When you have a discussion about management, leadership, succession planning, or career planning, someone usually brings up mentoring. Usually at this point people nod their heads and automatically think that they understand what a mentor is. However, the idea of a mentor probably conjures up different images for different people. Some may picture Mr. Miyagi from the Karate Kid, or Obi-Wan from Star Wars. Others may picture their boss, their moms or dads, or perhaps a favorite teacher. The point is, mentoring means different things to different people, which is okay, because in fact, there are different kinds of mentors. Below is a list of the kinds of mentors you might find out in the world.
The wise experienced leader: The title gives this one away. This is a person who has reached the peak of his or her career and wants to share his or her wisdom with others. Often this is done within the organization, but sometimes it can be with someone outside the company. Depending on the age of these kinds of mentors and whether they wish to continue to work, they can sometimes sell their services as a “master” mentor.
Peer mentors: These mentors are friends or colleagues who pair up to help one another along, whether it is through a project or as they work through their career within an organization. Sometimes these relationships are formalized and people are assigned to a “peer” mentor but more often than not they are informal and may be on-again-off-again as work and life situations change.
The life coach: This is your trained, sometimes certified (often part of the HR department or a consultancy), mentoring professional. Sometimes you see life coaches appear right about the time layoffs are announced, but more and more employees are seeking these professionals out to try to help themselves get ahead in the working world.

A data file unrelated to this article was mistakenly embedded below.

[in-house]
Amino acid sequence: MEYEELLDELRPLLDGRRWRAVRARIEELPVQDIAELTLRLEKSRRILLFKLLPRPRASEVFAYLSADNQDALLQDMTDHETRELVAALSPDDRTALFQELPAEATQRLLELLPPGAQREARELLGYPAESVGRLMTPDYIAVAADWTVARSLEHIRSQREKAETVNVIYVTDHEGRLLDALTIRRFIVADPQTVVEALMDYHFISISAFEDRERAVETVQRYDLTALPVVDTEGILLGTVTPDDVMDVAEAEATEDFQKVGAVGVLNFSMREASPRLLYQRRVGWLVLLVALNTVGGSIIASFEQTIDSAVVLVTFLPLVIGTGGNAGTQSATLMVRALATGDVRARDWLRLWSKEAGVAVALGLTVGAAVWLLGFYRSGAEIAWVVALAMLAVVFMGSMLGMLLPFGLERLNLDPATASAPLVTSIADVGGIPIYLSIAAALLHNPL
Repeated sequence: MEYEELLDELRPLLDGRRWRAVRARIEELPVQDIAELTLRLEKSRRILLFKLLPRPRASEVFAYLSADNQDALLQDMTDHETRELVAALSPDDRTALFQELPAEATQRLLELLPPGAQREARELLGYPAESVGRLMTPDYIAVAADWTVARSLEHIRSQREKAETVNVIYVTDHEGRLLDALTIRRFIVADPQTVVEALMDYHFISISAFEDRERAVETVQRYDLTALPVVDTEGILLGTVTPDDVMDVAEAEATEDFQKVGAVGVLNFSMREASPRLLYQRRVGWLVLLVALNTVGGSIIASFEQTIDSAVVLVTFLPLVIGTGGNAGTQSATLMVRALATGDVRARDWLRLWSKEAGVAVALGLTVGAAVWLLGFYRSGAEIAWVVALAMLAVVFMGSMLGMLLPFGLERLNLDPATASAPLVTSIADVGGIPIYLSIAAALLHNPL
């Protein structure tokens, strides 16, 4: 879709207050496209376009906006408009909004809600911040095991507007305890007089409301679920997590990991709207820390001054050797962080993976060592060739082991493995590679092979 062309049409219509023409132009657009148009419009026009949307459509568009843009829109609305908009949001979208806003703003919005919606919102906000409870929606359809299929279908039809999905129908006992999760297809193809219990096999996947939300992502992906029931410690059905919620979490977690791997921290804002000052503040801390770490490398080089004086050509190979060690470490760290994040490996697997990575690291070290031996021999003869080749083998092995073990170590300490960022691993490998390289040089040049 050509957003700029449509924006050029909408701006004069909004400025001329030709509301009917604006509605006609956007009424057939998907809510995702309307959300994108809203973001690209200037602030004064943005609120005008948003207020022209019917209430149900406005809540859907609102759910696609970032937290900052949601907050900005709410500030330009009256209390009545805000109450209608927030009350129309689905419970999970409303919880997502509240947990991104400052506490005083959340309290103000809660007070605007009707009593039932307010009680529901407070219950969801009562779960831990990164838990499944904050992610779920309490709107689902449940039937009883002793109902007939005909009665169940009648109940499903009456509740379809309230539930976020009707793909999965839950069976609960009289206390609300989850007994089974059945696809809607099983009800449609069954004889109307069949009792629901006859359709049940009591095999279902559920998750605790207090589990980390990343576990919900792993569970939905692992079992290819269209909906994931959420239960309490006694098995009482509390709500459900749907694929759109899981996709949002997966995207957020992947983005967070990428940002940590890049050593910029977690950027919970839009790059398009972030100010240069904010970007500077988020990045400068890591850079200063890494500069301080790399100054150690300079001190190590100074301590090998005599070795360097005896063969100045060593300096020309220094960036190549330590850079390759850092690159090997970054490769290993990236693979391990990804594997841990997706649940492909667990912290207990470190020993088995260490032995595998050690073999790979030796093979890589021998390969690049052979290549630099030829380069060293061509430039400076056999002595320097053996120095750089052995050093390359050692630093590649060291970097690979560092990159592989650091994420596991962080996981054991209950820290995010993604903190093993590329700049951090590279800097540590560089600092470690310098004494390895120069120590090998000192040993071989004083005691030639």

The teacher: As I stated in the first paragraph, teachers are often natural mentors, particularly for those who are working and going to school, whether they are traditional students who have yet to fully enter the workforce or those that are returning to school seeking job advancement.
The conscientious manager: This is the manager who is serious about succession planning and has imparted the information needed for one or more people to be able to succeed them. Depending on the manager, the person he or she is mentoring may not even realize they are being groomed for succession.
The confidante: I also have heard this called the “accidental” mentor — the person who people gravitate toward to use as a sounding board and, in the process, end up learning from them without realizing it.
The media mentor: People who write books, such as “best practice books,” or perhaps people who blog such as myself often do so as a way of sharing their knowledge and experiences and find it to be a way of giving back to the community. And if we are lucky, we actually toss out an item or two occasionally that are “keepers” that prove particularly meaningful to our audience.
There are probably a dozen more ways of labeling mentors, and it is not uncommon for people to have more then one and not realize it. If you are lucky enough to have a mentor and recognize it, whether it is a formal relationship or not, make the most of it. Good mentors are worth their weight in gold and they can help you to grow tremendously both personally and professionally. Keep in mind that almost everyone has something you can learn from and that if you keep your mind wide open, the world can be your mentor.
Have you benefited from being mentored or do you consider yourself to be a mentor? Are there other types you would add to this list?
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